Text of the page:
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Sometime in the 80s, former Prime Minister Dr Mahathir Muhammed, then-Minister of Education made a decision to switch the medium of instruction in Malaysian schools from English to Malay. This was one of the few policies he changed – among others include introducing a new examination system, board and so forth.
Fast forward to the new millennium. In 2003, the Ministry of Education announced that Math and Science would be taught in English to ensure that Malaysians would not be “left behind” in a world that was becoming borderless.
Now, the latest story is that the Government wants to switch back to Malay for a number of reasons that I wouldn’t even comment on lest I risk sounding…”insulting”. State assemblyman Dr Khalil Idham Lim Abdullah yesterday had this to say about why we should make the switch AGAIN.
“The teachers themselves have a poor command of English. How do we expect them to teach their students?” he asked in his speech after a briefing on the subject at the state PAS headquarters in Jalan Air Kuning on Tuesday.
Some teachers, he said, “have simply gone crazy” because of this, likening the matter to the blind leading the blind. He claimed the minimum passing mark for both subjects were lowered to ensure that only a rosy picture was painted of the move.
His remark drew the attention of a reader who had much to say about it but at least the man was more polite than I was.
I doubt this will see print but I’m still happy I got it out of my system…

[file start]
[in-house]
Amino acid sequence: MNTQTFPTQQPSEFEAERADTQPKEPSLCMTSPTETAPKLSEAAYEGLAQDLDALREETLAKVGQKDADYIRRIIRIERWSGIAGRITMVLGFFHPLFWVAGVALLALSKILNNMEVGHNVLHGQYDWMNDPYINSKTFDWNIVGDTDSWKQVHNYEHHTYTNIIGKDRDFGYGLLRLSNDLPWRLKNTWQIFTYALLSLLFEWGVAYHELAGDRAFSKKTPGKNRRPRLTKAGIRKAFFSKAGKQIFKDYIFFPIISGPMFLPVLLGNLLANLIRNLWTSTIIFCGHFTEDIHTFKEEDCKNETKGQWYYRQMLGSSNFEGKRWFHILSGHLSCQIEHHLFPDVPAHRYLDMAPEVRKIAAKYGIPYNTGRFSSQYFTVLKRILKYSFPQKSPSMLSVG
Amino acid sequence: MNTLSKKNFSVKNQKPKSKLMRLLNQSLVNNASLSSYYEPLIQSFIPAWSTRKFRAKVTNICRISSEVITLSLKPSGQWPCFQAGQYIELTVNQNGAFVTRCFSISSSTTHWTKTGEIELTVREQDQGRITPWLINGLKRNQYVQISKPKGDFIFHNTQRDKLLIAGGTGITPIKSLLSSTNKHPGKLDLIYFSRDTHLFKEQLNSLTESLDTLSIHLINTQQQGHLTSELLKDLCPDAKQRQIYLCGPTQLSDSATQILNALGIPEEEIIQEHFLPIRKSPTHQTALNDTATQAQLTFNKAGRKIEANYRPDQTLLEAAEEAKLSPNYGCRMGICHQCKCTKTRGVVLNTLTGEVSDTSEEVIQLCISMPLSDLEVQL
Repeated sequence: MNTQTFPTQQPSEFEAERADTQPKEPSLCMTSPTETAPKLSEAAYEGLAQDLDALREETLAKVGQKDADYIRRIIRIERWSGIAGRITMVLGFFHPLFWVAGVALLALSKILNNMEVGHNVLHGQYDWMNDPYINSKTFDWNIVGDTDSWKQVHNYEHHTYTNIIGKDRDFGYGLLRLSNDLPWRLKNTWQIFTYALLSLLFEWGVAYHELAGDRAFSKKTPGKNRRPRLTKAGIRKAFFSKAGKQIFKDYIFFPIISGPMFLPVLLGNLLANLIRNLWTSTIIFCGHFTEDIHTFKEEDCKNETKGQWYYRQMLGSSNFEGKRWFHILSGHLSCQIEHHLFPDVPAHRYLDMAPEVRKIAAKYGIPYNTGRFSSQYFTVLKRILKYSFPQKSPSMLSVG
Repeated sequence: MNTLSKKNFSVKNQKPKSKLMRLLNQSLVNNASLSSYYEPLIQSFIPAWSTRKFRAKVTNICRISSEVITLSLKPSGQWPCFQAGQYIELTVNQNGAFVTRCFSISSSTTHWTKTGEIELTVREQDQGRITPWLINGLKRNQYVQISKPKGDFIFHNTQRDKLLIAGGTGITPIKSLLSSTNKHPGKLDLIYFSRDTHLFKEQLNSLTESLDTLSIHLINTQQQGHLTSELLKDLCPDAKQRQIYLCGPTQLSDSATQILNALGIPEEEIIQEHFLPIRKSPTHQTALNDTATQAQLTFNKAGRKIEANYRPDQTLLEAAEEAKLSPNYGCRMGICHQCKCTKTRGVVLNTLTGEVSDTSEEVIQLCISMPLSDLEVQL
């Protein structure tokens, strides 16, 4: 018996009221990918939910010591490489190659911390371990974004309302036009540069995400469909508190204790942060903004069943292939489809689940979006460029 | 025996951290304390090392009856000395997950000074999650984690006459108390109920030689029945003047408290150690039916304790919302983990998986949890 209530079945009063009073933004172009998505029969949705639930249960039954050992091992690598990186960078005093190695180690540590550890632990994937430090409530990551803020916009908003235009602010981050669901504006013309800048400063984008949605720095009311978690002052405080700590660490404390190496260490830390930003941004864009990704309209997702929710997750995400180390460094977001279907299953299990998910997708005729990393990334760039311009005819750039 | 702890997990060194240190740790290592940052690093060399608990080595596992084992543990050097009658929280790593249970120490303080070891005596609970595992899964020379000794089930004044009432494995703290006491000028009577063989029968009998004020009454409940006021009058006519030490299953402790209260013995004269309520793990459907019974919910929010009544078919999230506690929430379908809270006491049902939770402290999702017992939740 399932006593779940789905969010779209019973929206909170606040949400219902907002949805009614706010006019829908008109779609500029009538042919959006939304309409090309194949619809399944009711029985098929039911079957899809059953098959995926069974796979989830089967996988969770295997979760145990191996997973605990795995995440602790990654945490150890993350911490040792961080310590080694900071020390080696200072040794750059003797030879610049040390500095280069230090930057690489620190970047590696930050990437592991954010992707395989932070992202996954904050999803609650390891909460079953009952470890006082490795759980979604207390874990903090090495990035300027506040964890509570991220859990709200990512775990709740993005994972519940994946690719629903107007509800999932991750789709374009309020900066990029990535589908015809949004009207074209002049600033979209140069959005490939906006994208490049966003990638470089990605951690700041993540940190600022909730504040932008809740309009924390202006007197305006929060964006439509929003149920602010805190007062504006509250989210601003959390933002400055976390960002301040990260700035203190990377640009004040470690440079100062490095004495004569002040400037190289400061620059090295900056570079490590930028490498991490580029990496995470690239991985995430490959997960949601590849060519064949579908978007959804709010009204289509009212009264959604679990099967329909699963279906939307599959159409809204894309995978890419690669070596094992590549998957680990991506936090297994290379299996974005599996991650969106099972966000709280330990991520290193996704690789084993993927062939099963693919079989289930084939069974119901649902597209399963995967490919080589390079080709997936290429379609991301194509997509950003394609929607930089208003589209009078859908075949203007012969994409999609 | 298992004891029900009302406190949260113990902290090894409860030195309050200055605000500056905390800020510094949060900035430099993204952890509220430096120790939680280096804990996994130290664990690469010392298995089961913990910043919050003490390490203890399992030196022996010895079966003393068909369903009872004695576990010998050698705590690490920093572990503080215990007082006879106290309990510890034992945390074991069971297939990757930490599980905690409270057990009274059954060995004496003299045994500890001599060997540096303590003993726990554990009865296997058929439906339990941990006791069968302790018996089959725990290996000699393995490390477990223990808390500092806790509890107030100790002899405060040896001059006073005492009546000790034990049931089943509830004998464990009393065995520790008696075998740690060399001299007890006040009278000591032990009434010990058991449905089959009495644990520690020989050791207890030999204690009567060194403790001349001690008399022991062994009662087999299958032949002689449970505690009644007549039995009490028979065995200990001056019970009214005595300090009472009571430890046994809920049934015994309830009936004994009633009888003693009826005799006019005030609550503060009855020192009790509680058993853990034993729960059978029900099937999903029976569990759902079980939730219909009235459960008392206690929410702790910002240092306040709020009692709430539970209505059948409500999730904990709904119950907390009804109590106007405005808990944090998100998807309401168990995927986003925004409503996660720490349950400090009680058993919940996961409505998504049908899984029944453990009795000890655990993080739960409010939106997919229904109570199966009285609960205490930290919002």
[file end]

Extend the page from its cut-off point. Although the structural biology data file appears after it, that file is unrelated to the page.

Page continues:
In reference to the issue of the possible switch from Malay to English for Maths & Science as well as this article “Teachers going mad teaching subjects in English, claims rep” published today, I would like to share my thoughts on this matter. I must first apologise for a long letter but I feel too passionate to just say a few words.
For me, the problem is not so much what language these subjects should be taught in but that the Ministry sticks to their decision once it is made. Changing every so often is not advisable and in fact, does more harm than good to our children and future generation. We have seen what these changes have done to the teaching staff who started off learning the subject in Malay only to end up teaching it in English. Remember the 80s when we switched from English to Malay? Well, we are reaping the results now.
This is a generation that grew up learning everything entirely in Malay, like myself and sadly, a generation that has gone through an education system that places emphasis in a local, regional language rather than an internationally used language. Please allow me to share an interesting story that I was privy to when discussing this decision with my husband’s uncle who works with the French Education Ministry.